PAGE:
UK’s top 100 restaurant groups see profits increase twelvefold

By James McAllister

- Last updated on GMT

UK’s top 100 restaurant groups see profits increase twelvefold

Related tags UHY Hacker Young Casual dining Multi-site Profit Restructuring CVA Administration Coronavirus Gourmet burger kitchen

The UK’s top restaurant businesses have recorded a twelvefold increase in their profits, new research by UHY Hacker Young shows.

The Top 100 restaurant companies ranked by revenue posted a combined profit £241.8m in the six months to March 2023, up from a more modest figure of £19.9m recorded in September last year​.

This amounts to a 3% average profit margin for the UK’s biggest restaurant groups, according to UHY Hacker Young – a marked increase from the 0.5% average profit margin recorded in September.

Peter Kubik, partner at UHY Hacker Young, says that large-scale restructuring projects by major restaurant groups are finally bearing fruit after years of losses for the UK’s restaurant sector.

“That restaurant groups have done as well as they have underscores the value of the restructuring many of them have undertaken in recent years,” he says.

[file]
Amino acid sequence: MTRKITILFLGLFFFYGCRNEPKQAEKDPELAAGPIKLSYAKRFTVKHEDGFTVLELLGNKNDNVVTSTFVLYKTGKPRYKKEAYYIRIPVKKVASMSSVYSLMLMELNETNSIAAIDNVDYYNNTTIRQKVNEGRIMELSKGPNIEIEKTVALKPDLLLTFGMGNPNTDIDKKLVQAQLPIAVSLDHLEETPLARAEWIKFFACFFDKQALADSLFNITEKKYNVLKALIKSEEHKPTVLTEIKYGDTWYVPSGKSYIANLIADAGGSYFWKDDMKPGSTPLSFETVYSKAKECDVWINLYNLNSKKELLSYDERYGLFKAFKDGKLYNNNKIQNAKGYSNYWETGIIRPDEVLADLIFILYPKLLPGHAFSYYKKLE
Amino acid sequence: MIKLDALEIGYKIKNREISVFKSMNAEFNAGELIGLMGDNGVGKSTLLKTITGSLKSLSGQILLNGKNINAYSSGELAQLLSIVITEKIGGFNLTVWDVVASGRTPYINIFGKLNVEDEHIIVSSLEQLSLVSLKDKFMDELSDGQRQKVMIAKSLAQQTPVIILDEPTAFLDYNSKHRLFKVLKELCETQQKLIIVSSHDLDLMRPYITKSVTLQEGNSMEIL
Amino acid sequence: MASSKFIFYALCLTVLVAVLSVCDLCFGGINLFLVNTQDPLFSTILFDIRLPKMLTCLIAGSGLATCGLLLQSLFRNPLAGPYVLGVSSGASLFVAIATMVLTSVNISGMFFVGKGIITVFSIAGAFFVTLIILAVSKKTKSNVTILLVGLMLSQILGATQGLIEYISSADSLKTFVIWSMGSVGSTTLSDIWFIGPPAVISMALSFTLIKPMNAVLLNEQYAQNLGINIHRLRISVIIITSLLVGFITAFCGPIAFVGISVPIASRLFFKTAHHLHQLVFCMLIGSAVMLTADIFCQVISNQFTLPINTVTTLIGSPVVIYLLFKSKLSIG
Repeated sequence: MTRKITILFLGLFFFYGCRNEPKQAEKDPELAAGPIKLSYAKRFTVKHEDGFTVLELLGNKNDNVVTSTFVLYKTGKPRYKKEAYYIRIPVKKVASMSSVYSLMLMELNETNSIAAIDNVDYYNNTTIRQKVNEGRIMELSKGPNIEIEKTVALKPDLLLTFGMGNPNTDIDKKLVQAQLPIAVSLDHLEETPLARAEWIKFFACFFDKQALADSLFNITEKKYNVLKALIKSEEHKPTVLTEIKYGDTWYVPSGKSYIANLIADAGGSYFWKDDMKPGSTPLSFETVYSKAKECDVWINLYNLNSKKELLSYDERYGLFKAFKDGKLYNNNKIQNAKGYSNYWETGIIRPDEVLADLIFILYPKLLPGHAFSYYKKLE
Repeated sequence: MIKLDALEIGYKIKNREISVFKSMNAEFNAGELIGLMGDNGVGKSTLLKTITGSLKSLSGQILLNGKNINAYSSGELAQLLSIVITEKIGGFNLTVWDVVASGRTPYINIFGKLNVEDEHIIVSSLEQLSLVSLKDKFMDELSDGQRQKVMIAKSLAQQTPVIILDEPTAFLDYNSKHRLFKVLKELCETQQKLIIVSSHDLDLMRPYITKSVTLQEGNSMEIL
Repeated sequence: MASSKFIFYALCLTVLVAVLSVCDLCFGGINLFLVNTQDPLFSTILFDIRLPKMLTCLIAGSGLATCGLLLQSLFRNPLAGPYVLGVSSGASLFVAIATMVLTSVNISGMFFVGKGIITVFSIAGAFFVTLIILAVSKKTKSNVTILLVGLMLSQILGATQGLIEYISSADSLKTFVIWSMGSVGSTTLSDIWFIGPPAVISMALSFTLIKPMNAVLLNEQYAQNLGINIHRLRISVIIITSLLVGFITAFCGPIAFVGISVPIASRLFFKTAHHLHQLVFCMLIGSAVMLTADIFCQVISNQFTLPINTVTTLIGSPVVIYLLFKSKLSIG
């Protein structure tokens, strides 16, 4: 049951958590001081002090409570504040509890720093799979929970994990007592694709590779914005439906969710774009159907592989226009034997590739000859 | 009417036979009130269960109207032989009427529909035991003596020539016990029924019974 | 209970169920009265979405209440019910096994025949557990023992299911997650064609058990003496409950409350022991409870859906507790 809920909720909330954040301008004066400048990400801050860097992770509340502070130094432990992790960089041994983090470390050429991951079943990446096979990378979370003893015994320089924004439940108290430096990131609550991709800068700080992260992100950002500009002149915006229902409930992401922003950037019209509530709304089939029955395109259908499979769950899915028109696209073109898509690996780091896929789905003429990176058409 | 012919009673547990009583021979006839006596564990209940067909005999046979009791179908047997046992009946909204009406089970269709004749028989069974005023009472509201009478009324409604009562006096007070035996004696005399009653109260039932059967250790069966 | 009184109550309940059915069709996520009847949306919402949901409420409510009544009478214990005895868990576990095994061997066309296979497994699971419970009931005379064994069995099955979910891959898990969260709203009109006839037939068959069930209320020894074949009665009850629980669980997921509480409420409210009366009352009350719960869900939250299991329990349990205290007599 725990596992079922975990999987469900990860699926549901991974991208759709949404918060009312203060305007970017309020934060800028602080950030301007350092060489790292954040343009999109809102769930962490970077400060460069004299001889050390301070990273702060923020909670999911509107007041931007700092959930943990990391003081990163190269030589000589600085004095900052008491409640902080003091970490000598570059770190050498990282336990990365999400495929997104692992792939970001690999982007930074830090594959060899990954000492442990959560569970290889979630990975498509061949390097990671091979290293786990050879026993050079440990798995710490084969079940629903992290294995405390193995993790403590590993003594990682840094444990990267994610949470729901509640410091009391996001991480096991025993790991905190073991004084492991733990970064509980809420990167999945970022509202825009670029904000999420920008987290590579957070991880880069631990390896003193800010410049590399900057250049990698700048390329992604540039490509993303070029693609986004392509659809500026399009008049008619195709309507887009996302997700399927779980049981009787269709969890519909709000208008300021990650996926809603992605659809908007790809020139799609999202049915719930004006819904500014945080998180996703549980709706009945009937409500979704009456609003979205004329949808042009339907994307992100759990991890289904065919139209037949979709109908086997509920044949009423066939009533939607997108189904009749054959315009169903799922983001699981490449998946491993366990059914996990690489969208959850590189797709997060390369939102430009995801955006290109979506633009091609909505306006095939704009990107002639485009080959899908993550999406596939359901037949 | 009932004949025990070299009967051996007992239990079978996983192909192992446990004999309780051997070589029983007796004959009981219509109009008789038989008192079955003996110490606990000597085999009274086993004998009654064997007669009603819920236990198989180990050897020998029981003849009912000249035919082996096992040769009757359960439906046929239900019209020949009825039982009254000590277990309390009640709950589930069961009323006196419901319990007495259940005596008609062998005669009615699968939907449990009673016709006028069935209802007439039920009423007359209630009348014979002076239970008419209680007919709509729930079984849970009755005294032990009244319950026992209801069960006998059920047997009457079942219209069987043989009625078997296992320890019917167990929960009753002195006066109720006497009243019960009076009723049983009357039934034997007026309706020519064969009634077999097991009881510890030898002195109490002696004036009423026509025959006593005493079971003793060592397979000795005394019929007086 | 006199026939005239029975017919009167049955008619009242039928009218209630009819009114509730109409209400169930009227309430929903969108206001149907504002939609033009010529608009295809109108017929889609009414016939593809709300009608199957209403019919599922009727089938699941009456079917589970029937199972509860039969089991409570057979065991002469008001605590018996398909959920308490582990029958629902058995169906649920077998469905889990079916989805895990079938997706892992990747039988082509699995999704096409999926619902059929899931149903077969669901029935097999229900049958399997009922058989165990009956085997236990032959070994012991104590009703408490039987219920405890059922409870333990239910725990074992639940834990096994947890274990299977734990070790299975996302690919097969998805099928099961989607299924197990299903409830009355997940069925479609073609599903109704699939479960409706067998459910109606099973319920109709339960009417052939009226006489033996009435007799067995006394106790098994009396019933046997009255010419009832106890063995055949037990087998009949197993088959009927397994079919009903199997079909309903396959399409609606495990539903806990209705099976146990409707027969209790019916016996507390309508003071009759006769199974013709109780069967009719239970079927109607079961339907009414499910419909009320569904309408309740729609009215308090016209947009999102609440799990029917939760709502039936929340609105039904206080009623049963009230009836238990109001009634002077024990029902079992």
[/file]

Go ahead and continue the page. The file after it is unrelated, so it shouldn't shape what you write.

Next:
Kubik identifies several key measures that restaurant groups were forced to take to return to profitability including extensive closures and write-downs of loss-making outlets; staff redundancy programmes and a reduction in hours for remaining staff; and capping borrowing costs with the use of derivatives.

Gourmet Burger Kitchen (GBK) is singled out as being one such example of a chain that had to go through several rounds of reorganising before it returned to profitability.

The group, which first went through a restructuring process back in 2018​, closed 26 restaurants as part of a pre-pack deal in late 2020 that saw it acquired by Slim Chickens, Giraffe and Ed’s Easy Diner owner Boparan​.

GBK now operates an estate of 35 sites and in its most recent accounts filed on Companies House (for the year ended 2 January 2022) recorded a statutory profit before tax of £6.7m, up from a loss of £0.8m the year before.

Kubik says these latest profits are a very encouraging sign.

“The health of the hospitality sector has been a concern since long before the pandemic and these figures show the recovery is well underway.”

However, he also cautions that restaurant groups should not become complacent as high inflation and high interest rates pose major challenges.

Related topics Trends & Reports Casual Dining

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